Recurrence Relation: D(i-1,j) + del[x(i)]

D(i,j)= min D(i,j-1) + ins[y(j)] D(i-1,j-1) + sub[x(i),y(j)]

Termination: D(N,M) is distance

Where did the name, dynamic programming, come from?

…The 1950s were not good years for mathematical research. [the] Secretary of Defense …had a pathological fear and hatred of the word, research…

I decided therefore to use the word, “programming”.

I wanted to get across the idea that this was dynamic, this was multistage… I thought, let’s … take a word that has an absolutely precise meaning, namely dynamic… it’s impossible to use the word, dynamic, in a pejorative sense. Try thinking of some combination that will possibly give it a pejorative meaning. It’s impossible.

Thus, I thought dynamic programming was a good name. It was something not even a Congressman could object to.”

Richard Bellman, “Eye of the Hurricane: an autobiography” 1984.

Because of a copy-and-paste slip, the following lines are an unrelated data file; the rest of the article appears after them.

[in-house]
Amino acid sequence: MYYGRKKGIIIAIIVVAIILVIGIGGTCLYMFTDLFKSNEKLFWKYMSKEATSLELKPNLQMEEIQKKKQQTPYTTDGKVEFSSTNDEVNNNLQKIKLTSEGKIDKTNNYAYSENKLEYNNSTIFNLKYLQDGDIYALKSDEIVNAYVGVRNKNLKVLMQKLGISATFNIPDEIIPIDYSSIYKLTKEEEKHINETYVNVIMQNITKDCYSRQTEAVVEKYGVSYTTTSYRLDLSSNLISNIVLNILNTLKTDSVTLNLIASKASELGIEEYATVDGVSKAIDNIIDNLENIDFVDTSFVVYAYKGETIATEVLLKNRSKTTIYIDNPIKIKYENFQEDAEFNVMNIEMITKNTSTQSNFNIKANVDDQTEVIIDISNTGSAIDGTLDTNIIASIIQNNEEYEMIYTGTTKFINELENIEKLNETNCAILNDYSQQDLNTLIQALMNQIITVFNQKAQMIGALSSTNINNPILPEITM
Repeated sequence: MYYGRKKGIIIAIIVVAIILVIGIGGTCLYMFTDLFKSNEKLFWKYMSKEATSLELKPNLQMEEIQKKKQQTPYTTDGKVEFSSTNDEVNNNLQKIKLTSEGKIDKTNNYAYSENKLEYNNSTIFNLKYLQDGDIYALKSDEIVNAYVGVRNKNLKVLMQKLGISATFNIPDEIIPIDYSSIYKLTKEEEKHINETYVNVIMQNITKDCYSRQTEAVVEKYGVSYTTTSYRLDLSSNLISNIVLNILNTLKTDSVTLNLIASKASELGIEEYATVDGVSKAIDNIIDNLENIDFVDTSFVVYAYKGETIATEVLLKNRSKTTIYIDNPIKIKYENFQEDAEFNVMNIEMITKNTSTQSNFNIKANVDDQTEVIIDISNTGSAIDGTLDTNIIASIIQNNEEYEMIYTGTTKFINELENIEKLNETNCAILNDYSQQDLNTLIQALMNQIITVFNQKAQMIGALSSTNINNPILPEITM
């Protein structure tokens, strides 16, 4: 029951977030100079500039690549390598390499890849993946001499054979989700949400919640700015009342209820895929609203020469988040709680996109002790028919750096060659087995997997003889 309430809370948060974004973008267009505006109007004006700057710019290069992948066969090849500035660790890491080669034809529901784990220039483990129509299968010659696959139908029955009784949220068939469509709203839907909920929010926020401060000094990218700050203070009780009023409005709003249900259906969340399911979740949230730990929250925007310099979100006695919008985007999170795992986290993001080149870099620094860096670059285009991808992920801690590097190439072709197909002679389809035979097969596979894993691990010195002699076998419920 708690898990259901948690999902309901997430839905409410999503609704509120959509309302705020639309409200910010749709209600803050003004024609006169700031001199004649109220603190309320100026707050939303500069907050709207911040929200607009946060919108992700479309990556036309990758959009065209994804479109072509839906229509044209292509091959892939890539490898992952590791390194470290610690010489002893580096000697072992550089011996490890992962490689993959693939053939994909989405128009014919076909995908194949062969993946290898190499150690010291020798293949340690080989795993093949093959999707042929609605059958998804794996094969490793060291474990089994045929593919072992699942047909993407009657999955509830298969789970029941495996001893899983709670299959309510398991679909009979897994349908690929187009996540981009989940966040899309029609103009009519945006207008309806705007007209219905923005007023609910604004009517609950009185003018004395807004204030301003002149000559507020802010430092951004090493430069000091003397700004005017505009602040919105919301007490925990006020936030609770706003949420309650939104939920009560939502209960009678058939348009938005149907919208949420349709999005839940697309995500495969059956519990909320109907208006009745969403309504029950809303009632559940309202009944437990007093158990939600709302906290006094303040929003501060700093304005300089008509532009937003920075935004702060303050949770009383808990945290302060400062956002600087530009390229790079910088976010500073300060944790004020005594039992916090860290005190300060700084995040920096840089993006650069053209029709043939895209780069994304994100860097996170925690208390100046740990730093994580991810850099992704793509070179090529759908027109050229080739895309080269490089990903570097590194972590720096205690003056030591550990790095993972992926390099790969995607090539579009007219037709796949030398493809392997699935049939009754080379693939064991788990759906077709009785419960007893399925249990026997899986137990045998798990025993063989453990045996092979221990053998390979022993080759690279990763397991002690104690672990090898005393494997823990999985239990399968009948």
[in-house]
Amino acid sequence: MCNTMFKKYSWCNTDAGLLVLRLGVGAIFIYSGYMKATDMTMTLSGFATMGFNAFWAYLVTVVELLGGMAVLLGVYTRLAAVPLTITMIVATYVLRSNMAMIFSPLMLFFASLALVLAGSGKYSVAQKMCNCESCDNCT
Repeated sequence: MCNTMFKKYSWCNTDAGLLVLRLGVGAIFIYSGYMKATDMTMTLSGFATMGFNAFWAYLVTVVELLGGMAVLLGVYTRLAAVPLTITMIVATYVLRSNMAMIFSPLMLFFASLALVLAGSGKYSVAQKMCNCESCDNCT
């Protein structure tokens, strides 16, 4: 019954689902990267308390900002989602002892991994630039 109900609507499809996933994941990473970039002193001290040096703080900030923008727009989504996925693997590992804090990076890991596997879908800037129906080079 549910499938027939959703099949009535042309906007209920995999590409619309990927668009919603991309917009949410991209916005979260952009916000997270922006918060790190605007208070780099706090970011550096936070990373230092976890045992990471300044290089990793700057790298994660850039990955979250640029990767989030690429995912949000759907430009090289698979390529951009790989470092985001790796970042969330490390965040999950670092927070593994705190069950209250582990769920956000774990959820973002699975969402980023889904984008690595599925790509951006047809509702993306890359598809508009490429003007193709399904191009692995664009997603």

Minimum Edit Distance

Sequence Alignment

-AGGCTATCACCTGACCTCCAGGCCGA--TGCCC--- TAG-CTATCAC--GACCGC--GGTCGATTTGCCCGAC

AGGCTATCACCTGACCTCCAGGCCGATGCCC TAGCTATCACGACCGCGGTCGATTTGCCCGAC

Why sequence alignment?

Comparing genes or regions from different species to find important regions determine function uncover evolutionary forces

Assembling fragments to sequence DNA Compare individuals to looking for mutations

Alignments in two fields

In Natural Language Processing We generally talk about distance (minimized) And weights

In Computational Biology We generally talk about similarity

(maximized) And scores

The Needleman-Wunsch Algorithm

Recurrence Relation: D(i-1,j) - d

Termination: D(N,M) is distance

x1 ……………………………… xMy 1 …

A variant of the basic algorithm:

Maybe it is OK to have an unlimited # of gaps in the beginning and end:

SLIDE FROM SERAFIM BATZOGLOU WITH PERMISSION

----------CTATCACCTGACCTCCAGGCCGATGCCCCTTCCGGC GCGAGTTCATCTATCAC--GACCGC--GGTCG--------------

• If so, we don’t want to penalize gaps at the ends

Different types of overlaps

Example: 2 overlapping“reads” from a sequencing project

Example: Search for a mouse gene within a human chromosome

The Overlap Detection variant

2. Termination maxi F(i, N)

FOPT = max maxj F(M, j)

SLIDE FROM SERAFIM BATZOGLOU WITH PERMISSION

x1 ……………………………… xM

y 1 …

Given two strings x = x1……xM, y = y1……yN